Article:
Preferential fund pricing in the platform world, otherwise known as ‘superclean’ funds, was under the spotlight recently in a report commissioned by Nucleus and published by financial consultancy ‘the lang cat’.
Cutting through the noise
With a lot of white noise around superclean funds, this timely study, ‘All coming out in the wash: untangling total cost of ownership’, looks at the implications for both adviser and client when choosing these funds.
The report essentially explains why the savings offered by superclean funds (bearing in mind the total cost a client pays for investments, products and financial advice), are negligible, compared with the variable pricing of the other things to consider:
- the platform
- adviser charging
- central investment propositions.
A question of strategy
The concept of superclean funds could be compared with the retail world. Have you ever been in a shop and been tempted by the promise of a bargain? The ‘high-low’ pricing strategy common in retail, where shop owners reduce the price of some items in order to psychologically thrill customers excited to get a ‘deal’.
Consider the hard facts
This ‘high-low’ pricing strategy works because customers assume a great opinion of the shop and are more likely to return to spend more money.
The retailer, of course, is not really offering any real bargains. Some prices might be low but others are adjusted higher to compensate - with the hope that customers will purchase enough of the over-priced items to increase net profits.
Take a look at the real cost
With superclean funds, investors can easily save 7bp on the asset charge in return for paying 26bp more for the platform alone. What’s key though is that the component costs should not be looked at in isolation. Remember that it’s the total cost of ownership that’s important. Advisers need to also take into account time spent working on issues such as compliance that’s complex.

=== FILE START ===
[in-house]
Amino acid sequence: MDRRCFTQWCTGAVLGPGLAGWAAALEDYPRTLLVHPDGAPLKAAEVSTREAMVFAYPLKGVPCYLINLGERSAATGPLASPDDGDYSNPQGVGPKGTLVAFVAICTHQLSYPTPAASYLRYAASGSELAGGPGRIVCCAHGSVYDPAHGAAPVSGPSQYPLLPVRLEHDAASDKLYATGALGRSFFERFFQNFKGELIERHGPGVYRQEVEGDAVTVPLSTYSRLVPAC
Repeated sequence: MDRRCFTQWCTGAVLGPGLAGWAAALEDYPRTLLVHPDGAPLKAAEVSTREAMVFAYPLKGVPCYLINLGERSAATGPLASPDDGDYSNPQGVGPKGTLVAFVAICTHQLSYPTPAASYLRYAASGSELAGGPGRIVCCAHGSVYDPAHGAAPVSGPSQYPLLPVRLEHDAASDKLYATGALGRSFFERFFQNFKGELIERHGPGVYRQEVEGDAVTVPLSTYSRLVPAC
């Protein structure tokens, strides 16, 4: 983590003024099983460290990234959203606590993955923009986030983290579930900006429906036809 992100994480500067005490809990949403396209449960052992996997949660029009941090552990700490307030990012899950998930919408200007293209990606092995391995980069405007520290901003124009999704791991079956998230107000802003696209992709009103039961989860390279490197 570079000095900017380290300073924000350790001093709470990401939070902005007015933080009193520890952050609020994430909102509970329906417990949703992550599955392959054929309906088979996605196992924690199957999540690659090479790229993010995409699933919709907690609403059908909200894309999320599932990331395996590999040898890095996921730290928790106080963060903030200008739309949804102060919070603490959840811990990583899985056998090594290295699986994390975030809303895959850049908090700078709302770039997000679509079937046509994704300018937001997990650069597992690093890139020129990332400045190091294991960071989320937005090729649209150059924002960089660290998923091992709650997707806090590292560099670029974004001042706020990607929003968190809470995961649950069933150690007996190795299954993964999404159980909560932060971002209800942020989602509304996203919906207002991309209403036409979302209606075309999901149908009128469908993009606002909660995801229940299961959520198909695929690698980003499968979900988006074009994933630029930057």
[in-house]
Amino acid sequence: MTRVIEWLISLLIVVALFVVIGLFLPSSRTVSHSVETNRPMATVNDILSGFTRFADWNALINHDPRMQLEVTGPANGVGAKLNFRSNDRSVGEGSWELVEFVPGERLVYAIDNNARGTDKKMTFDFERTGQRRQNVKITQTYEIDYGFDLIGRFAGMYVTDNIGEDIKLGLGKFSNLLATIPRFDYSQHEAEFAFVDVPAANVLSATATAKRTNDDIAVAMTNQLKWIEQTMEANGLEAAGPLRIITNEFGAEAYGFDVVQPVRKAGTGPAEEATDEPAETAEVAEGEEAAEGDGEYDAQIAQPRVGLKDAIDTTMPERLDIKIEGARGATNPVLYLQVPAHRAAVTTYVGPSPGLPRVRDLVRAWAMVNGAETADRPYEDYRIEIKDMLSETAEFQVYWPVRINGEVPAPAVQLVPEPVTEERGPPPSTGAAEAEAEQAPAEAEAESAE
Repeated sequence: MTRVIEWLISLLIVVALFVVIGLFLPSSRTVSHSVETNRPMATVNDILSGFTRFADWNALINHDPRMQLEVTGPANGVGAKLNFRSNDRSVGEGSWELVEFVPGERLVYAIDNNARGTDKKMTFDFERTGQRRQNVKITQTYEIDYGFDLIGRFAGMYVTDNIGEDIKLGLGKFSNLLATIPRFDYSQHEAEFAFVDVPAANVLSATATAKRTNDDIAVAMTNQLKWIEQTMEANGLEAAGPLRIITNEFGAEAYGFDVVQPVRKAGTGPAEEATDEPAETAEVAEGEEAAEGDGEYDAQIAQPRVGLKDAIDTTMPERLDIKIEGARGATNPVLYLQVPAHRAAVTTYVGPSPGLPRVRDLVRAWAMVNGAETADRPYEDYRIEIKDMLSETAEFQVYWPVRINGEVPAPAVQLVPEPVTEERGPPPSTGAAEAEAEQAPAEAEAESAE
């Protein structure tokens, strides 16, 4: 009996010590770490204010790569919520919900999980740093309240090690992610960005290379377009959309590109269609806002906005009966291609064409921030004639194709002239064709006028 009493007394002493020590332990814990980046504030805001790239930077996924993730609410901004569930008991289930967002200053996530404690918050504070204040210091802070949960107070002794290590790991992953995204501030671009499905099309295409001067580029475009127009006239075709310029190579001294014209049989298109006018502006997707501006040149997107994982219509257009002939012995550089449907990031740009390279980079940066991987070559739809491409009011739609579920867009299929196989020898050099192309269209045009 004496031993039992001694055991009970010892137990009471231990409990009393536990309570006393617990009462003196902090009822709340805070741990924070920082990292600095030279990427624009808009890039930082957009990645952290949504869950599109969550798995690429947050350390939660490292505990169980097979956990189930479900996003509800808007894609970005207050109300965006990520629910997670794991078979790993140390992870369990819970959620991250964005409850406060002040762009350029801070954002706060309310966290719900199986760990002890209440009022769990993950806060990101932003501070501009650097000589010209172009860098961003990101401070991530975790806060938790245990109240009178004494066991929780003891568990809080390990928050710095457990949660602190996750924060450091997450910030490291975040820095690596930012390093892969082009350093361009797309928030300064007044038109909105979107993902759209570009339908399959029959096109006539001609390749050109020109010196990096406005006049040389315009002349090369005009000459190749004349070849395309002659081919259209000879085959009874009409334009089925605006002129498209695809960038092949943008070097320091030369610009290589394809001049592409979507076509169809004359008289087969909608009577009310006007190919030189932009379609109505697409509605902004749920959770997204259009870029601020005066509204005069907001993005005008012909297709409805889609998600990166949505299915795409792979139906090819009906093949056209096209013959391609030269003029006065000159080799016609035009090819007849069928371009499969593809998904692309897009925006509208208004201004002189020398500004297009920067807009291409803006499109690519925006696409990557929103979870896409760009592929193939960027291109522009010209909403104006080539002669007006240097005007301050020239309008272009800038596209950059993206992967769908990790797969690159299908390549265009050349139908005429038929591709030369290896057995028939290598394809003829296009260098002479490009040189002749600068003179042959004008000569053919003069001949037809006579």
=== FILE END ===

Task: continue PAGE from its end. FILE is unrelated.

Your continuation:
What’s actually much more important than asset charges is the performance of the asset.
To ensure best outcomes for clients (which should of course be the priority for any quality adviser), asset selection is far more important than price - especially among platforms where the platform charge differential can outweigh the asset charge one.
Getting a discount, however small, is always a bonus in the right circumstances but superclean funds should never be chosen for that reason alone.
The moral of the story is that choosing a platform because they offer superclean funds or choosing a selection of funds because of their price, could at best lead to poorer client outcomes.
So choose your funds wisely.
What are your views on the superclean paradox? Leave a comment below.
About the author: Terry Huddart is market insight manager at Nucleus